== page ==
Hi, I'm new here but I find this topic very interesting so I want to contribute to the discussion!
I was living in a dormitory when I heard about people living with a narrator inside their heads that talks CONSTANTLY and I was shocked. I assumed it was something rare, so I had to ask others. I was living with 5 people at the time, and (out of 6) only 2 of of us were "non-narrative" types!
It is super rare for me to think in words or hear a monologue when I'm thinking. (Unless it is a memory but that always comes with images, I will explain this later)
When I do think in a monologue, that mostly happens when I think about thinking in my own voice, if that makes sense? So I believe this means I am capable of it, I just don't use it.
Something that is also rare for me but happens more than any kind of monologue, is when a song is stuck in my head. There are people who complain about this more frequently than I do and it also lasts longer for them. This makes me wonder if this could be because they are monologue-type people?
Now I will try to do my best to explain how my brain works. I have different ways of thinking:
1.The most basic one is when there is no obvious source of thought you could examine like a voice or anything concrete, the thoughts are just there as conclusions. I can describe it like when you use your reflexes, you don't experience the train of thought itself (or maybe you do, for me it's just pure action) you just "know" what to do and execute it. (I have fast reflexes by the way) This is what I do automatically, especially when I actively pay attention to my surroundings. I also use this kind of thinking when I draw something for fun and there is no concrete, visualized idea yet to work with. I never understood people who asked me what I'm drawing, and they were confused when I told them that I had no idea until it "appeared" on the paper. I can draw a face or a house without knowing what it is while I'm drawing the first line. It just happens, it comes from a place I can't describe in any other way than complete darkness. I also use this way of thinking when I read a textbook and it discusses mathematics or something theoretical but not very imagination-inspiring. I focus on understanding and making sense of the information and it is like a transaction with this "dark space" inside my head. I try to store and access knowledge like packages of information but I can't hear or see them. It is like waiting for a database to send a response back to my query, I don't see how it does it or where or what the data is, I just make the request and it responds. When there is a delay, I get frustrated. Like when I forget a word, I just can't access that information because I have no response. Once I tried to remember a password for an account I had on a website. I gave up after a few minutes and I'm not kidding, two weeks later in a random moment when I was doing something completely unrelated I just received the answer. I think this illustrates this database-like behaviour well.
2. Sometimes when I'm either bored (on a train or bus for example and I'm too lazy to play sudoku on my phone and simply looking at what people do is not enough) or I try to imagine something in the real world, I can see both the "real life" and the "mental image" on top of it where I changed something. Like when I try to imagine if a new piece of furniture will fit in somewhere. Or I imagine someone slipping on a banana peel (the idea itself comes from the "dark space" and my imagination takes the idea and creates the image). This kind of thinking is similar to what phones do when you use an AR app with your camera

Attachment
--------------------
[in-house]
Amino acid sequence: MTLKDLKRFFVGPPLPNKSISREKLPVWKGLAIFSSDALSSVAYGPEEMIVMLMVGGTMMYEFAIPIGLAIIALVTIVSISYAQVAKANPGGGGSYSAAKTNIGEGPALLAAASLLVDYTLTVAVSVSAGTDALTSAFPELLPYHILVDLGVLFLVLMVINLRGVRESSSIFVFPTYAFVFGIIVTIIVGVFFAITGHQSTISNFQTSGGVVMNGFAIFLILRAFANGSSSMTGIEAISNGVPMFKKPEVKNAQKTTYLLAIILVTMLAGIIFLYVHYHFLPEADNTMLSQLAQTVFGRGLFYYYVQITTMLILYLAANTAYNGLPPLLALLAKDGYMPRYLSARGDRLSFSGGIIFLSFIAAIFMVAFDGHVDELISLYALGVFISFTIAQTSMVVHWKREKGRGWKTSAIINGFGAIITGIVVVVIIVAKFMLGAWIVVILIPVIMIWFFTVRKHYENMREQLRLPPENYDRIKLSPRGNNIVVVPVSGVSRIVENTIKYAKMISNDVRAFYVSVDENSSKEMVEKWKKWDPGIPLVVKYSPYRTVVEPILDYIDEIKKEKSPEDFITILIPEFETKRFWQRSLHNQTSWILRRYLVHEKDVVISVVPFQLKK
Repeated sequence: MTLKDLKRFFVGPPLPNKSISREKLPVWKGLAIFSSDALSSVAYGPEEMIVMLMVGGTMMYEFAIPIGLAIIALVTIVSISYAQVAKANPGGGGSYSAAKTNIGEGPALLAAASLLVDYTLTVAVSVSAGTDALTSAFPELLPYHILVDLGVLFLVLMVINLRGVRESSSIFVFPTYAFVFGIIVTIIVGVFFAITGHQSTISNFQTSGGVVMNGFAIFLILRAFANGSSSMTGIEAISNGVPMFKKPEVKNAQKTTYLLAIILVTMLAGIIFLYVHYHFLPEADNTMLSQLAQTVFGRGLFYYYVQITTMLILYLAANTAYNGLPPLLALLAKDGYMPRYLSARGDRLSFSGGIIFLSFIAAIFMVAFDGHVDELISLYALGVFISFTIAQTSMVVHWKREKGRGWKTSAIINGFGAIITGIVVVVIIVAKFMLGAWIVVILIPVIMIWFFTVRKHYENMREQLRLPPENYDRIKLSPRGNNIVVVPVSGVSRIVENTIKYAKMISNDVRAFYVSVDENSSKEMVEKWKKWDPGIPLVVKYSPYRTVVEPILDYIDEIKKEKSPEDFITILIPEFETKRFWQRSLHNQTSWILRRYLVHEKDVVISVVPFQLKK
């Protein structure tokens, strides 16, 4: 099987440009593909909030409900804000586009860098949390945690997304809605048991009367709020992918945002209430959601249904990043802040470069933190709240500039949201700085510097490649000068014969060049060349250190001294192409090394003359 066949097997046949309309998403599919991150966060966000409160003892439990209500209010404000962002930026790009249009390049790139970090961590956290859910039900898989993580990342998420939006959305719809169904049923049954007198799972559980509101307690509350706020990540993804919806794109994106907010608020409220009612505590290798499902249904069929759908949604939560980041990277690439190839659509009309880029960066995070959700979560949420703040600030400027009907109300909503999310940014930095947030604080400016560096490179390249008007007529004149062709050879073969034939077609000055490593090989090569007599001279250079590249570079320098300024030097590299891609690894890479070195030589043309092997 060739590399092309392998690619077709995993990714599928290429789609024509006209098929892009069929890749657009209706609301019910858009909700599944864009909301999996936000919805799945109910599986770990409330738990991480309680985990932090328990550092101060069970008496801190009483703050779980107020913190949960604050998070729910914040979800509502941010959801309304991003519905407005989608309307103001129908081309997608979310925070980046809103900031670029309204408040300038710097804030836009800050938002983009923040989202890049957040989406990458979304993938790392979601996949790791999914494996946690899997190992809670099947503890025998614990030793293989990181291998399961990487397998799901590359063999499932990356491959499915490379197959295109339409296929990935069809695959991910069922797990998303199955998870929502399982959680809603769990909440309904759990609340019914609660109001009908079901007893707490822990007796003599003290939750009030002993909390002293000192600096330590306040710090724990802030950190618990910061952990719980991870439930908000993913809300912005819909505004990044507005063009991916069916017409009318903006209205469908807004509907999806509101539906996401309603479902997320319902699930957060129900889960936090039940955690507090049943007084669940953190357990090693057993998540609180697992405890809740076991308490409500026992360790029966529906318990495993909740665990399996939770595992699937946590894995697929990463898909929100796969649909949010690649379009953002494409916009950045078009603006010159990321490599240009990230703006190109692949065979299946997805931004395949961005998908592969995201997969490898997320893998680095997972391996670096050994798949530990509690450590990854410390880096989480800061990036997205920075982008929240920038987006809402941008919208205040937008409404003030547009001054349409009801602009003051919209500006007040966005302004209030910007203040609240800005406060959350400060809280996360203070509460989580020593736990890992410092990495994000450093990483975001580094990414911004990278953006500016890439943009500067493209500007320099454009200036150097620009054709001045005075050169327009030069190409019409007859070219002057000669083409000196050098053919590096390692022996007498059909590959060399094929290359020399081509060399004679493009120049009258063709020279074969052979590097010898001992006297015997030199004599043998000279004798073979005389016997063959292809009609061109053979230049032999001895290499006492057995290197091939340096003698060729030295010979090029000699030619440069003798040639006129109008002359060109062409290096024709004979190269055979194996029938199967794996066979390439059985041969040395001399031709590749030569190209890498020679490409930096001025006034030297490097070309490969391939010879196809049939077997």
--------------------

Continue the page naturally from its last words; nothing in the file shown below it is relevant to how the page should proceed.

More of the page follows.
(My brain can surprise me with very random ideas when I'm in a creative mood, it is very entertaining)
So in the first two examples, there is no narrative or any kind of voice at all. Even if someone would try to force me to think in sentences all the time I would shut up very fast because I would have to concentrate on it to happen. I would zone out and swim in my abstract space of knowledge instead.
When I'm in a coffee shop and I'm thinking about what to order and I have to use a different language, I might "hear" a single word or two if I'm not sure about the knowledge I gathered inside. I try to find out how a certain word sounds like and I mentally "practice" it. It is a very quick process tho, because I would rather pronounce it wrong than spending too much time thinking about it when there is no obvious answer.
3. When I completely enter my head and I don't pay attention to my surroundings at all, I usually work with images or entire movies. This happens when I focus on a memory (with voices added to the mix, if there was a dialogue), try to imagine a scene from a fiction book or a 3D geometric shape to solve a mathematical problem. I also use this when somebody tells me about something that happened to them. My imagination tries to fill in the gaps when their description is not complete, and I ask questions for clarification, based on the image I started to build. Friends sometimes laugh and don't get it why I ask something specific when they said something very general. I have no idea what these decisions are based on because it all comes from the "dark space", but sometimes it is logical. Like, if somebody talks about a chair I assume it has four legs. This is also why I misinterpret things sometimes, I take some details for granted what comes from "inside" and not "outside". This way of thinking is very similar to using a VR app.